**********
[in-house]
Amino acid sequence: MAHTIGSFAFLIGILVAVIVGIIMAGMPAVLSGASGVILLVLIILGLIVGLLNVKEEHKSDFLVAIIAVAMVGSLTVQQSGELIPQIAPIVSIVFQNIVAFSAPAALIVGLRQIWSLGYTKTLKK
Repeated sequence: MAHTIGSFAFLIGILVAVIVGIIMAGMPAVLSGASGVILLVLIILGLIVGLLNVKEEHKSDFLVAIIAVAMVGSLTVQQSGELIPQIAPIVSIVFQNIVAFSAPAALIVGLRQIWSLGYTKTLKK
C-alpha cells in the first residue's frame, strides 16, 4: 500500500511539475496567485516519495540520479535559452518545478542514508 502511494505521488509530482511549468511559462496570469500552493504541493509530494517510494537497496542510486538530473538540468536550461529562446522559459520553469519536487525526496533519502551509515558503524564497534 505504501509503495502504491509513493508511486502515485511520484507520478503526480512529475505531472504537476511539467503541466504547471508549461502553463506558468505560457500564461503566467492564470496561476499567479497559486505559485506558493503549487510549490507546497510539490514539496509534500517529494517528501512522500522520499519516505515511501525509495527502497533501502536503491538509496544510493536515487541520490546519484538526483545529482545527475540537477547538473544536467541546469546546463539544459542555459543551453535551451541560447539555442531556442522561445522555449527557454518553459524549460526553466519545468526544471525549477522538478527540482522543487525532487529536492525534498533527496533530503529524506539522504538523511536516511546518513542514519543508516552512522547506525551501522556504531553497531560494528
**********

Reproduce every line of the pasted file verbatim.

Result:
[in-house]
Amino acid sequence: MAHTIGSFAFLIGILVAVIVGIIMAGMPAVLSGASGVILLVLIILGLIVGLLNVKEEHKSDFLVAIIAVAMVGSLTVQQSGELIPQIAPIVSIVFQNIVAFSAPAALIVGLRQIWSLGYTKTLKK
Repeated sequence: MAHTIGSFAFLIGILVAVIVGIIMAGMPAVLSGASGVILLVLIILGLIVGLLNVKEEHKSDFLVAIIAVAMVGSLTVQQSGELIPQIAPIVSIVFQNIVAFSAPAALIVGLRQIWSLGYTKTLKK
C-alpha cells in the first residue's frame, strides 16, 4: 500500500511539475496567485516519495540520479535559452518545478542514508 502511494505521488509530482511549468511559462496570469500552493504541493509530494517510494537497496542510486538530473538540468536550461529562446522559459520553469519536487525526496533519502551509515558503524564497534 505504501509503495502504491509513493508511486502515485511520484507520478503526480512529475505531472504537476511539467503541466504547471508549461502553463506558468505560457500564461503566467492564470496561476499567479497559486505559485506558493503549487510549490507546497510539490514539496509534500517529494517528501512522500522520499519516505515511501525509495527502497533501502536503491538509496544510493536515487541520490546519484538526483545529482545527475540537477547538473544536467541546469546546463539544459542555459543551453535551451541560447539555442531556442522561445522555449527557454518553459524549460526553466519545468526544471525549477522538478527540482522543487525532487529536492525534498533527496533530503529524506539522504538523511536516511546518513542514519543508516552512522547506525551501522556504531553497531560494528